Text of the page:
The extent, variability and attitudes towards volunteering among nursing students: What are the implications for pedagogy in nurse education?

O'Driscoll, Mike ORCID logoORCID:, Dyson, Sue E., van den Akker, Olga ORCID logoORCID: and Mehta, Nilam (2017) The extent, variability and attitudes towards volunteering among nursing students: What are the implications for pedagogy in nurse education? In: National Council of Voluntary Organisations Conference 2017, 07-08 Sept 2017, Nottingham, UK. . [Conference or Workshop Item]

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Since the Francis Inquiry into failings in care at one hospital trust in the UK, government and the Nursing and Midwifery Council (NMC) have focused on behaviourist solutions to nurses’ apparent lack of care and compassion. The concept of `values-based recruitment`, which aims to attract and select healthcare students, trainees or employees, on the basis that their individual values and behaviours align with the values of the NHS Constitution is one such solution. However, a major problem with the notion of values-based recruitment in nursing and midwifery is that this individualizes an issue more adequately conceptualized as about social relations, in that care is an emergent property of social relationships, and that the potential for caring cannot therefore be reduced to alleged qualities residing inside the person. In addition, values, and how these are enacted, are likely to vary according to class, gender and ethnicity. Values–based recruitment in therefore unlikely to provide effective solutions to ensuring nurses have the requisite skills for caring and compassionate practice, rather these skills need to be integral to the nursing curriculum.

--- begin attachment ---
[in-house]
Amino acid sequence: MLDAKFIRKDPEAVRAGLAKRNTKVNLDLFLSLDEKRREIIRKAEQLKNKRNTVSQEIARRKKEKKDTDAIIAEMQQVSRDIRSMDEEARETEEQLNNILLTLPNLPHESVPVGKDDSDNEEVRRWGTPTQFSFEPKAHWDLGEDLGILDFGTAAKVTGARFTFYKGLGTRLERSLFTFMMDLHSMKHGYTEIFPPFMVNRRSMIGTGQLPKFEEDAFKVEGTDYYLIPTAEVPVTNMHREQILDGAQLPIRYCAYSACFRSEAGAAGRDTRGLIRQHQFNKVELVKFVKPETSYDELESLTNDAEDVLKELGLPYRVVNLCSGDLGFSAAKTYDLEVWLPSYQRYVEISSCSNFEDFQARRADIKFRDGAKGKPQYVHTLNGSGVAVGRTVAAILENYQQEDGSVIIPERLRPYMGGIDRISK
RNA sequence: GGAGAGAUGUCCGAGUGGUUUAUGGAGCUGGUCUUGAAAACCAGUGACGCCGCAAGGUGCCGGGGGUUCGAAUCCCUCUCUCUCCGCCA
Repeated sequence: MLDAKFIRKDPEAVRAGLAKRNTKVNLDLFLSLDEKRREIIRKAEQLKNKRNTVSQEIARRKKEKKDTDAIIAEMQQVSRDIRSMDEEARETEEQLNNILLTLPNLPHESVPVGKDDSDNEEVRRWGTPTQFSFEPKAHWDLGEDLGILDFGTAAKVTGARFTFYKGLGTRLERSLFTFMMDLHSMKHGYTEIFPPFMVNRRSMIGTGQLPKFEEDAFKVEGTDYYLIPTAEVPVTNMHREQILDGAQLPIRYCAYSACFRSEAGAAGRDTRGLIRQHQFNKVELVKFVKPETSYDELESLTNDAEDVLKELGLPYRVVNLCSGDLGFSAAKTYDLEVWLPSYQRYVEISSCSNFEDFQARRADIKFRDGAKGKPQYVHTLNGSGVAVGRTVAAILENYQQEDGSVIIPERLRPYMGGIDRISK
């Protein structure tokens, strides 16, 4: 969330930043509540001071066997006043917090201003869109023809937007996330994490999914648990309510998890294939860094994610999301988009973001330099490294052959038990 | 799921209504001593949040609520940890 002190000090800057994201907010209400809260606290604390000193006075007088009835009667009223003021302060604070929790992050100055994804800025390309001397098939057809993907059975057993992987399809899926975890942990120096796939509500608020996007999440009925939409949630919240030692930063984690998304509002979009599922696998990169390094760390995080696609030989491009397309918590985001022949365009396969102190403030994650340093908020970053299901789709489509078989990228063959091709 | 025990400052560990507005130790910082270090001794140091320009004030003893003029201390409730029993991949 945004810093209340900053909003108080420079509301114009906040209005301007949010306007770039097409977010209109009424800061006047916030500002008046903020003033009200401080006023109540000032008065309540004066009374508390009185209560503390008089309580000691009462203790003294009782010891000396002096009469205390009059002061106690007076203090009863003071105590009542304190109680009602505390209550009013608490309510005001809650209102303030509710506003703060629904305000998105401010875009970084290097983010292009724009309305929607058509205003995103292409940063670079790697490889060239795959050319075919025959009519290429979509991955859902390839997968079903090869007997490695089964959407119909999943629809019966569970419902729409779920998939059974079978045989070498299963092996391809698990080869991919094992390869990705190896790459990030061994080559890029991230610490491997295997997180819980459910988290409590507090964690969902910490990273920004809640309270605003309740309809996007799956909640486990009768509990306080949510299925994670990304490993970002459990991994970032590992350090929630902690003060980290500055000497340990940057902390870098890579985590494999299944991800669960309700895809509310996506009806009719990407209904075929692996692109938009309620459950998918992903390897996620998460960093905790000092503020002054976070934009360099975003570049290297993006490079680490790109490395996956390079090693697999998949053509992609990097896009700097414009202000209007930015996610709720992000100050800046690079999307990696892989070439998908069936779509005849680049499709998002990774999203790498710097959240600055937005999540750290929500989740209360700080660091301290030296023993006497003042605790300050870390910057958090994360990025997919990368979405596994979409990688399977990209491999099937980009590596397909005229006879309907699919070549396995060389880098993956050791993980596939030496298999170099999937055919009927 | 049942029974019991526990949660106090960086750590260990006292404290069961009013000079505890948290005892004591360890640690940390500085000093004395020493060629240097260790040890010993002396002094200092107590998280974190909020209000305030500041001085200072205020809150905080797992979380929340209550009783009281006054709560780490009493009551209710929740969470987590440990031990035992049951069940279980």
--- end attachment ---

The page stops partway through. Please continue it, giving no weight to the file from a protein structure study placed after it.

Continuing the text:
An alternative to values based recruitment lies in conscious consideration of critical pedagogies, for example narrative pedagogy, which is argued to help students to challenge their assumptions and think through and interpret situations they encounter from multiple perspectives. Narrative pedagogy can be incorporated into the nursing curriculum through the use of structured volunteering activities, which, when followed by reflection may lead students to develop a more holistic view of society which acknowledges the importance of inequality and power relationships in understanding the needs of patients. However, despite the potential for student volunteering within undergraduate nursing programmes to promote student nurses self-esteem and to enhance the development of critical thinking skills little evidence exists to support a `pedagogy of volunteering` within the nursing curriculum.

Item Type: Conference or Workshop Item (Paper)
Research Areas: A. > School of Health and Education > Adult, Child and Midwifery
Item ID: 25477
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Depositing User: Mike O'driscoll
Date Deposited: 25 Oct 2018 16:32
Last Modified: 28 Jun 2019 18:35

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